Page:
Trabotyx, who started the ESA BIC Noordwijk program December 2020 and is on track to get the first version of its weeding solution for organic farming out in the field. We talked to founders Tim Kreukniet (CEO) and Mohamed Boussama (CTO) about their space based startup, misconceptions about the agriculture sector, and their vision for the future.
Trabotyx automates manual weeding for organic farmers by building a robot platform. The founders talked to more than a hundred farmers to validate their solution. One thing they noticed is that farmers mostly need more hands. While that is expensive, nowadays it’s also increasingly difficult.
The solution: “We built a precision weeding robot, which allows them to reduce costs. It also gives them some much needed peace of mind. So, ideally they don’t have to worry about the quality of their fields, and generally would have less hassle when there are no people working on their land”, says Tim. Mohamed adds: “Eventually, it will be a fully autonomous robot, which is able to weed without human intervention.”
Space technology and inspiration
Trabotyx uses space technologies for accurate localisation of the robot. To be precise, it’s using RTK from GNSS, and the company is exploring the use of Galileo’s High Accuracy Service. It also gets inspiration from space rovers, for instance through algorithms that prevent slipping of the wheels, currently used in rovers on Mars, as well as the upcoming Rosalind Franklin rover by ESA and Roscosmos.
The origins of Trabotyx
The story of Trabotyx starts in Tunesia (trab is Tunesian for soil). Mohamed, part of a farmer’s family, noticed how difficult it was to get people to work on the farm. With his background in aerospace, electrical and software engineering, he couldn’t help but ask his father and uncle: “Why don’t I use my technical skills to help here?” And so it happened he, in his spare time, built a simple robot to help with planting onions in Tunisia.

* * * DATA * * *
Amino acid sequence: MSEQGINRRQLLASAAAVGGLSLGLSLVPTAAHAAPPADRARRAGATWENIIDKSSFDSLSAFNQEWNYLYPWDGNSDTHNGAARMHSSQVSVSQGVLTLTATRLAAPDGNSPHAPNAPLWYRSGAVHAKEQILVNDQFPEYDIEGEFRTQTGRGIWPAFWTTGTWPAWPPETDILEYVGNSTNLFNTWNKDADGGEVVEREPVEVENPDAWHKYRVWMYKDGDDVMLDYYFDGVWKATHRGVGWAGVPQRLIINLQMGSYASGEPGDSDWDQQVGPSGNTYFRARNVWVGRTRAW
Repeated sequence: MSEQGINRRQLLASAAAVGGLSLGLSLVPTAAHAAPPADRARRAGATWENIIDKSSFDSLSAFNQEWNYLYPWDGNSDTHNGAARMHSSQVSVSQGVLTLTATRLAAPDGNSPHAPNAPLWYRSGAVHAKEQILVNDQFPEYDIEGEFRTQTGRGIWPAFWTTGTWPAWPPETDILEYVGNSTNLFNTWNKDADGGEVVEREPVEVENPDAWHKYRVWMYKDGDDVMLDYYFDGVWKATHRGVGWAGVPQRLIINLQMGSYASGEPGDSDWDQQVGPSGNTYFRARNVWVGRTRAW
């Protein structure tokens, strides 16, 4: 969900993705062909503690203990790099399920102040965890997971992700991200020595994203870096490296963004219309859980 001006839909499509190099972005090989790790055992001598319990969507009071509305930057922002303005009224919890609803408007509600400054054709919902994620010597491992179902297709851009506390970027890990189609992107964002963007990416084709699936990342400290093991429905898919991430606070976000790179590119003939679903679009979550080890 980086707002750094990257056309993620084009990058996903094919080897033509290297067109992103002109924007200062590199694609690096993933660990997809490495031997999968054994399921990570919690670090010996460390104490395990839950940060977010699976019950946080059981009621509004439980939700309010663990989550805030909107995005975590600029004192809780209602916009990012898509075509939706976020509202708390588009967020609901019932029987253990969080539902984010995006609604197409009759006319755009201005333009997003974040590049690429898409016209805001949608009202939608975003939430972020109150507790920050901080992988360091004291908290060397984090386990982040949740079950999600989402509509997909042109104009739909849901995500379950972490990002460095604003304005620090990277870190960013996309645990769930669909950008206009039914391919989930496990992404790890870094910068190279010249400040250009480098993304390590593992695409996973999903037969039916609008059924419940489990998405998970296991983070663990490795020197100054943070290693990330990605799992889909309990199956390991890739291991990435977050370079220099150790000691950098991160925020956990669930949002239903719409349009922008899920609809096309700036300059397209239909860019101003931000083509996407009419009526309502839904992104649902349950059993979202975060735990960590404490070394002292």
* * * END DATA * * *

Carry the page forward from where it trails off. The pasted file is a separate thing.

Fast forward to January 2020. Mohamed joined the Antler accelerator in Amsterdam to find a co-founder to further develop his idea. There he met Tim, who joined without an idea, but with the necessary startup/scaleup experience. Tim had worked in the EV industry in the US, but at some point felt the innovation in that market was done. So, he wanted to dive into a different industry – one that was ripe for innovation, and would have a positive impact on the planet.
From onions and carrots to precision platform
Trabotyx is now focusing on getting a semi-autonomous robot in the field with 10 customers. Their solution will be made for onion and carrots farmers. “First we thought we needed to make a solution for lettuce farmers. But then we found out that these other crops have the most hectares in the Netherlands, and are most dependent on manual labor. That’s the short-term solution. Our mid-term solution would be to have a solution for all major crops. For the long-term, we want to evolve into a precision farming platform”, Tim says.
Eventually, the startup will not only weed crops, but also harvest a lot of valuable data. “With all that information we can build services based on that data.” Mohamed: “Think of yield estimation, weed density predictions… with data, the possibilities are endless.”